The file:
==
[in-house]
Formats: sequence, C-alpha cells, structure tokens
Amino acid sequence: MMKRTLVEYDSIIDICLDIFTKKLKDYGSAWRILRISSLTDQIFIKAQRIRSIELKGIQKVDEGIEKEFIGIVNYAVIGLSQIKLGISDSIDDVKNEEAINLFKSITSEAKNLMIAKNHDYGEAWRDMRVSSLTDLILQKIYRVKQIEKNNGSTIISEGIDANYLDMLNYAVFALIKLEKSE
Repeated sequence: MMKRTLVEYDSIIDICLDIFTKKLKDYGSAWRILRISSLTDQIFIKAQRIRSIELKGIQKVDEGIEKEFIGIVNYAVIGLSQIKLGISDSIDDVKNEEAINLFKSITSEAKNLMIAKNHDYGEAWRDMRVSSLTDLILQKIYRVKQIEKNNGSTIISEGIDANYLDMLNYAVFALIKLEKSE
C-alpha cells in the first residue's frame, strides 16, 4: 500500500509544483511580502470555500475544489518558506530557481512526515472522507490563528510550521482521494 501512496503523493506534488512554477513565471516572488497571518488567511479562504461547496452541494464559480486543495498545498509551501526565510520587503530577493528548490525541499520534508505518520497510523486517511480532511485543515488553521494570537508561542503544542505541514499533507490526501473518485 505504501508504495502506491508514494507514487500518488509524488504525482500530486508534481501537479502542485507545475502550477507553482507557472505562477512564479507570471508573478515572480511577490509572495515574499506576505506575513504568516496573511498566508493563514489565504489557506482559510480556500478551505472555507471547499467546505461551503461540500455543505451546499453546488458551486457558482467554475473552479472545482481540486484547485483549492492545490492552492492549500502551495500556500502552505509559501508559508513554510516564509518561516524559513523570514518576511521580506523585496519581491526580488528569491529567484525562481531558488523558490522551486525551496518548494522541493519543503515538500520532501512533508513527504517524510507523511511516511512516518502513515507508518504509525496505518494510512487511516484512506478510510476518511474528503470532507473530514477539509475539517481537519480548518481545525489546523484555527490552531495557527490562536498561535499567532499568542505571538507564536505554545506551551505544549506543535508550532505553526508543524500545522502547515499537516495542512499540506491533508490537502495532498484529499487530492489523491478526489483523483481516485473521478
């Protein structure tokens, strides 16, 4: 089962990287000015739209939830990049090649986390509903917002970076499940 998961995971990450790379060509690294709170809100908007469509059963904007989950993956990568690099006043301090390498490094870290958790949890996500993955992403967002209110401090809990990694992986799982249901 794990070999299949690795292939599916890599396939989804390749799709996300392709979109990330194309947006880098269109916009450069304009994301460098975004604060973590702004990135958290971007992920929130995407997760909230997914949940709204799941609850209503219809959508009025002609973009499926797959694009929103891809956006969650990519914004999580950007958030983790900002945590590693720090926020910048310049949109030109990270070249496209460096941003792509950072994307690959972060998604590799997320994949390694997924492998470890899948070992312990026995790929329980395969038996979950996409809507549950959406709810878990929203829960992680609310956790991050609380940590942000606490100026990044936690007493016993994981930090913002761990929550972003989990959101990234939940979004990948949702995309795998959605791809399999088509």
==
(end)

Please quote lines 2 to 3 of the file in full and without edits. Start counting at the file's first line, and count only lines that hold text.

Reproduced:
Formats: sequence, C-alpha cells, structure tokens
Amino acid sequence: MMKRTLVEYDSIIDICLDIFTKKLKDYGSAWRILRISSLTDQIFIKAQRIRSIELKGIQKVDEGIEKEFIGIVNYAVIGLSQIKLGISDSIDDVKNEEAINLFKSITSEAKNLMIAKNHDYGEAWRDMRVSSLTDLILQKIYRVKQIEKNNGSTIISEGIDANYLDMLNYAVFALIKLEKSE